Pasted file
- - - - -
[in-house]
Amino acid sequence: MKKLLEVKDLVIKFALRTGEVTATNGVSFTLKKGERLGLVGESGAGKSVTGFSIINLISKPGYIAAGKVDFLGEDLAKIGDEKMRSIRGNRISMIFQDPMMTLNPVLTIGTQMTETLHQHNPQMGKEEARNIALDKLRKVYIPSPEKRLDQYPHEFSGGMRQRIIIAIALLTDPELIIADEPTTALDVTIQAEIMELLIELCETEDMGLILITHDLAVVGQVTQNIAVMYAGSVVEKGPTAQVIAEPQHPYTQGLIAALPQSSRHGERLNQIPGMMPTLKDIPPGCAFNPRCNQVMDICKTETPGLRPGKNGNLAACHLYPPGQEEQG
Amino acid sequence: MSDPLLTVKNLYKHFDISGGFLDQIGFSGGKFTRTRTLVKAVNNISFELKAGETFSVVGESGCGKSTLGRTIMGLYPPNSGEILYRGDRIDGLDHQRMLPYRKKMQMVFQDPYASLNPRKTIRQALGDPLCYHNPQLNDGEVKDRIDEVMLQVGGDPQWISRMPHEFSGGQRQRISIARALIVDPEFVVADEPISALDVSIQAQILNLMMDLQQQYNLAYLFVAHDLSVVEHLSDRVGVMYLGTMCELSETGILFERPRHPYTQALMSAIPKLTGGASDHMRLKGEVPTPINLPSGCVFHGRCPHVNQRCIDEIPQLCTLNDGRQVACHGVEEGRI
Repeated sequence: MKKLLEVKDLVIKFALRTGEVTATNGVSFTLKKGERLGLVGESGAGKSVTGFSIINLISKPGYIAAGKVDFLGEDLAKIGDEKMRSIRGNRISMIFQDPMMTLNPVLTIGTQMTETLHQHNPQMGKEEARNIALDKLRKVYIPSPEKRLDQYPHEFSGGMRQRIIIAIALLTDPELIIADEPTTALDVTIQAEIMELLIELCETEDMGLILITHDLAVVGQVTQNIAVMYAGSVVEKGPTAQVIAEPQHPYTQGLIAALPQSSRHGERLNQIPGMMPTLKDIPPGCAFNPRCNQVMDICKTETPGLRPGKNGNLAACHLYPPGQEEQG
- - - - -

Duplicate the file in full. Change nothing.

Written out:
[in-house]
Amino acid sequence: MKKLLEVKDLVIKFALRTGEVTATNGVSFTLKKGERLGLVGESGAGKSVTGFSIINLISKPGYIAAGKVDFLGEDLAKIGDEKMRSIRGNRISMIFQDPMMTLNPVLTIGTQMTETLHQHNPQMGKEEARNIALDKLRKVYIPSPEKRLDQYPHEFSGGMRQRIIIAIALLTDPELIIADEPTTALDVTIQAEIMELLIELCETEDMGLILITHDLAVVGQVTQNIAVMYAGSVVEKGPTAQVIAEPQHPYTQGLIAALPQSSRHGERLNQIPGMMPTLKDIPPGCAFNPRCNQVMDICKTETPGLRPGKNGNLAACHLYPPGQEEQG
Amino acid sequence: MSDPLLTVKNLYKHFDISGGFLDQIGFSGGKFTRTRTLVKAVNNISFELKAGETFSVVGESGCGKSTLGRTIMGLYPPNSGEILYRGDRIDGLDHQRMLPYRKKMQMVFQDPYASLNPRKTIRQALGDPLCYHNPQLNDGEVKDRIDEVMLQVGGDPQWISRMPHEFSGGQRQRISIARALIVDPEFVVADEPISALDVSIQAQILNLMMDLQQQYNLAYLFVAHDLSVVEHLSDRVGVMYLGTMCELSETGILFERPRHPYTQALMSAIPKLTGGASDHMRLKGEVPTPINLPSGCVFHGRCPHVNQRCIDEIPQLCTLNDGRQVACHGVEEGRI
Repeated sequence: MKKLLEVKDLVIKFALRTGEVTATNGVSFTLKKGERLGLVGESGAGKSVTGFSIINLISKPGYIAAGKVDFLGEDLAKIGDEKMRSIRGNRISMIFQDPMMTLNPVLTIGTQMTETLHQHNPQMGKEEARNIALDKLRKVYIPSPEKRLDQYPHEFSGGMRQRIIIAIALLTDPELIIADEPTTALDVTIQAEIMELLIELCETEDMGLILITHDLAVVGQVTQNIAVMYAGSVVEKGPTAQVIAEPQHPYTQGLIAALPQSSRHGERLNQIPGMMPTLKDIPPGCAFNPRCNQVMDICKTETPGLRPGKNGNLAACHLYPPGQEEQG